CONTROL OF HAZARDOUS ARTIFICIAL OPTICAL RADIATION INCLUDING LASERS

Lasers

The purpose of this policy is to maintain and improve existing standards of health and safety in relation to work with laser equipment.

Introduction

This guidance covers the safety management requirements for the use of hazardous artificial radiation sources.

Part 1 deals with lasers and part 2 with other sources of hazardous artificial light/radiation such as those generating infra-red (IR) and ultra violet (UV) light.

Hazardous effects include damage to eyesight, skin burns and the early onset of cataracts. If you are unsure if light sources you manage or use may be hazardous, information is given on this in the Health and Safety Executive guidance reproduced in part 2.

Detailed advice on all matters relating to hazardous artificial light can be obtained from the current University Laser Safety Adviser, Dr Robert Young who is based in the Physics Department.

Part 1

SAFETY ARRANGEMENTS FOR THE USE OF LASERS

Part 2

SAFETY ARRANGEMENTS FOR USE OF NON LASER HAZARDOUS ARTIFICIAL LIGHT SOURCES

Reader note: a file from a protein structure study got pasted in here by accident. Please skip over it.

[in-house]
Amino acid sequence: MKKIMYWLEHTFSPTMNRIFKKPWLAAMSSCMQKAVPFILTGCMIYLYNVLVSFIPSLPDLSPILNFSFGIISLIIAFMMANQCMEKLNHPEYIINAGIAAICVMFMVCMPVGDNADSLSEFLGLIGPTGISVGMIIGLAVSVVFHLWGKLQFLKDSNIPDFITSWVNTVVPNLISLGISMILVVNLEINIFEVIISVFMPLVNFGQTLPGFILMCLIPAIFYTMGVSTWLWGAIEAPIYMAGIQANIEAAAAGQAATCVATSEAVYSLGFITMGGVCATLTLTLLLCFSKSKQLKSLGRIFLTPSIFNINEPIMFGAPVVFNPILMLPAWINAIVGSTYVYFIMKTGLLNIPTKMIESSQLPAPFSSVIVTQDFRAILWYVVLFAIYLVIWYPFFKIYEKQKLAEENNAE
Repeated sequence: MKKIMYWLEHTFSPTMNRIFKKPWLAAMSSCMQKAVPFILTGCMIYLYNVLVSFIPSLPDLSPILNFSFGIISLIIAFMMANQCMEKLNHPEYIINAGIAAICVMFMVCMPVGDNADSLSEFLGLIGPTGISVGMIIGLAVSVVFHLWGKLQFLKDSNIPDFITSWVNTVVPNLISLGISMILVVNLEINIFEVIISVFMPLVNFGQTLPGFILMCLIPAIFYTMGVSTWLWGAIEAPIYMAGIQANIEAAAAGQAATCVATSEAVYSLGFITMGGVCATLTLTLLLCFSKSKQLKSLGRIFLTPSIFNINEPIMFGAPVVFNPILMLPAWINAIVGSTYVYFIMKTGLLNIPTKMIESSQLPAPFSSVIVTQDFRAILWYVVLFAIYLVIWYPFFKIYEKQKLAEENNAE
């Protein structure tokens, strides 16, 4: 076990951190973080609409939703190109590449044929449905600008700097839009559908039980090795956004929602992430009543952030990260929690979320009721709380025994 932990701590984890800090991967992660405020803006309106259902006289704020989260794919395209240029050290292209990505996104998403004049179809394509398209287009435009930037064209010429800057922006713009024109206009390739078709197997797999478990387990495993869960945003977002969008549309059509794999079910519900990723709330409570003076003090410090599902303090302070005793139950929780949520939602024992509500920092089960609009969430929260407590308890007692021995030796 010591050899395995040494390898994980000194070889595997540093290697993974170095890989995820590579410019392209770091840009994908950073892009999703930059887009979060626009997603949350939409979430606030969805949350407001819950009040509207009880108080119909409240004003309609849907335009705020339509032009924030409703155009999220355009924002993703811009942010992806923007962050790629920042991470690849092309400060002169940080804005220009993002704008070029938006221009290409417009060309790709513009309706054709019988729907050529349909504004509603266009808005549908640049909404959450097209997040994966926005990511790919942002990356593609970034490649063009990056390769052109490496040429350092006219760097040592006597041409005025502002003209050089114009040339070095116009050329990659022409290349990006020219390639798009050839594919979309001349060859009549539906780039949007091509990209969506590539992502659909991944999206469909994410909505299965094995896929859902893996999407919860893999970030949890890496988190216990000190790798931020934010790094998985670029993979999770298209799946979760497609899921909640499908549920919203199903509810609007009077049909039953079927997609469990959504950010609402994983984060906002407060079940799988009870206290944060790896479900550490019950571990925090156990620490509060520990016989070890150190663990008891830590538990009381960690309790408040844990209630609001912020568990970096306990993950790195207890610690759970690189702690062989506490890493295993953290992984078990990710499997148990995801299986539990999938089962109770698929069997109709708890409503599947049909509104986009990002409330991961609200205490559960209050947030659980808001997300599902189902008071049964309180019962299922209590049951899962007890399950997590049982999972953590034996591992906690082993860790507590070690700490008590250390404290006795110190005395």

Some forms of intense artificial light can be harmful to those exposed unless protective measures are taken. Examples of hazardous artificial light sources other than lasers include: The above is not an exhaustive list but covers the main equipment types likely to be in use by the University.

If you are unsure as to whether a light source is hazardous the supplier has a legal duty to provide this information.

The supplier must also provide information as to how the risk can be managed.

The link below takes you to a copy of the Health and Safety Executive guidance on the Control of Artificial Optical Radiation at Work Regulations 2010.

This document will help you identify whether a light source is hazardous and enable you to inform a risk assessment to develop a safe system of work.

If you are not sure whether a light source is hazardous the first point of contact is the manufacturer who has a legal duty to provide this information and how any risk can be managed.

The University's 5 step approach to risk assessment is detailed under the general risk assessment guidance in the A - Z. This includes the record form that should be used to record the outcome of your assessment.

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Lancaster University
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